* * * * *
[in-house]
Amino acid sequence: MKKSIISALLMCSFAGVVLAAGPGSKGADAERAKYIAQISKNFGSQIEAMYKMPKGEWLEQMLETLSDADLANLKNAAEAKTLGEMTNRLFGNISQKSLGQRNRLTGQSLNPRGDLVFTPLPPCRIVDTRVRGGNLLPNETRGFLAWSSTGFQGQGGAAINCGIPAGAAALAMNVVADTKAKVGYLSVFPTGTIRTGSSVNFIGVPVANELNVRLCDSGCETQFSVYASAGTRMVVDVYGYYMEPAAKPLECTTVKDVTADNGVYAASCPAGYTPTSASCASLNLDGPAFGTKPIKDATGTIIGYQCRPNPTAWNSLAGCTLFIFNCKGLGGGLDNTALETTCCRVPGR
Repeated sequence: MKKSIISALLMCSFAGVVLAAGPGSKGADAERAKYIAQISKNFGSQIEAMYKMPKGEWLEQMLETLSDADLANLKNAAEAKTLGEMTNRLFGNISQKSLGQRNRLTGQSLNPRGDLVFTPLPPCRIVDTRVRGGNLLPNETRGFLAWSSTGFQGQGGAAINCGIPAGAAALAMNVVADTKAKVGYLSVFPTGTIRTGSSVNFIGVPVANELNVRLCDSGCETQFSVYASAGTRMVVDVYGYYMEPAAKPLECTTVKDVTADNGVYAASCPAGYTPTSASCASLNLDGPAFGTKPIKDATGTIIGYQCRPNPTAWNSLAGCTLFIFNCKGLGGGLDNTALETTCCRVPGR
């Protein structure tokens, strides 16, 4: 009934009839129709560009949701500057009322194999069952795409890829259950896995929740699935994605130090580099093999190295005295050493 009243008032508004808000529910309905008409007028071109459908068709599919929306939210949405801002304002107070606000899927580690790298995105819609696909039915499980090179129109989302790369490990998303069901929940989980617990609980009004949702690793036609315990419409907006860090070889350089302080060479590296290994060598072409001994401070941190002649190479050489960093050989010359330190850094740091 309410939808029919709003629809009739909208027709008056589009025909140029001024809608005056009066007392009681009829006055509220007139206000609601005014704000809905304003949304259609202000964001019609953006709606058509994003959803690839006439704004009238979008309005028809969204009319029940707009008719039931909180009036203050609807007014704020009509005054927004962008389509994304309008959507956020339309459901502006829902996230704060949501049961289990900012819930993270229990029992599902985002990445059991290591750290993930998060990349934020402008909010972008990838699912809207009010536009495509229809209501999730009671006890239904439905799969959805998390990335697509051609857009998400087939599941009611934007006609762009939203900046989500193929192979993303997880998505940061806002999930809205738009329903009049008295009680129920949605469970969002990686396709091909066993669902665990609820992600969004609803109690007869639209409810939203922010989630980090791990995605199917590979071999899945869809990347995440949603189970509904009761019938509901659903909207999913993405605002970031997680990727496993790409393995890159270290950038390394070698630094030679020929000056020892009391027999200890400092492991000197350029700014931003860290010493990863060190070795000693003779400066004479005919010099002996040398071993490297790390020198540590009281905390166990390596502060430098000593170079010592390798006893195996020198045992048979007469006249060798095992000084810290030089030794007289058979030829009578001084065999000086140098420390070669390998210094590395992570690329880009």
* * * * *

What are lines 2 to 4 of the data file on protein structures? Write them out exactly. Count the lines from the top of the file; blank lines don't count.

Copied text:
Amino acid sequence: MKKSIISALLMCSFAGVVLAAGPGSKGADAERAKYIAQISKNFGSQIEAMYKMPKGEWLEQMLETLSDADLANLKNAAEAKTLGEMTNRLFGNISQKSLGQRNRLTGQSLNPRGDLVFTPLPPCRIVDTRVRGGNLLPNETRGFLAWSSTGFQGQGGAAINCGIPAGAAALAMNVVADTKAKVGYLSVFPTGTIRTGSSVNFIGVPVANELNVRLCDSGCETQFSVYASAGTRMVVDVYGYYMEPAAKPLECTTVKDVTADNGVYAASCPAGYTPTSASCASLNLDGPAFGTKPIKDATGTIIGYQCRPNPTAWNSLAGCTLFIFNCKGLGGGLDNTALETTCCRVPGR
Repeated sequence: MKKSIISALLMCSFAGVVLAAGPGSKGADAERAKYIAQISKNFGSQIEAMYKMPKGEWLEQMLETLSDADLANLKNAAEAKTLGEMTNRLFGNISQKSLGQRNRLTGQSLNPRGDLVFTPLPPCRIVDTRVRGGNLLPNETRGFLAWSSTGFQGQGGAAINCGIPAGAAALAMNVVADTKAKVGYLSVFPTGTIRTGSSVNFIGVPVANELNVRLCDSGCETQFSVYASAGTRMVVDVYGYYMEPAAKPLECTTVKDVTADNGVYAASCPAGYTPTSASCASLNLDGPAFGTKPIKDATGTIIGYQCRPNPTAWNSLAGCTLFIFNCKGLGGGLDNTALETTCCRVPGR
């Protein structure tokens, strides 16, 4: 009934009839129709560009949701500057009322194999069952795409890829259950896995929740699935994605130090580099093999190295005295050493 009243008032508004808000529910309905008409007028071109459908068709599919929306939210949405801002304002107070606000899927580690790298995105819609696909039915499980090179129109989302790369490990998303069901929940989980617990609980009004949702690793036609315990419409907006860090070889350089302080060479590296290994060598072409001994401070941190002649190479050489960093050989010359330190850094740091 309410939808029919709003629809009739909208027709008056589009025909140029001024809608005056009066007392009681009829006055509220007139206000609601005014704000809905304003949304259609202000964001019609953006709606058509994003959803690839006439704004009238979008309005028809969204009319029940707009008719039931909180009036203050609807007014704020009509005054927004962008389509994304309008959507956020339309459901502006829902996230704060949501049961289990900012819930993270229990029992599902985002990445059991290591750290993930998060990349934020402008909010972008990838699912809207009010536009495509229809209501999730009671006890239904439905799969959805998390990335697509051609857009998400087939599941009611934007006609762009939203900046989500193929192979993303997880998505940061806002999930809205738009329903009049008295009680129920949605469970969002990686396709091909066993669902665990609820992600969004609803109690007869639209409810939203922010989630980090791990995605199917590979071999899945869809990347995440949603189970509904009761019938509901659903909207999913993405605002970031997680990727496993790409393995890159270290950038390394070698630094030679020929000056020892009391027999200890400092492991000197350029700014931003860290010493990863060190070795000693003779400066004479005919010099002996040398071993490297790390020198540590009281905390166990390596502060430098000593170079010592390798006893195996020198045992048979007469006249060798095992000084810290030089030794007289058979030829009578001084065999000086140098420390070669390998210094590395992570690329880009």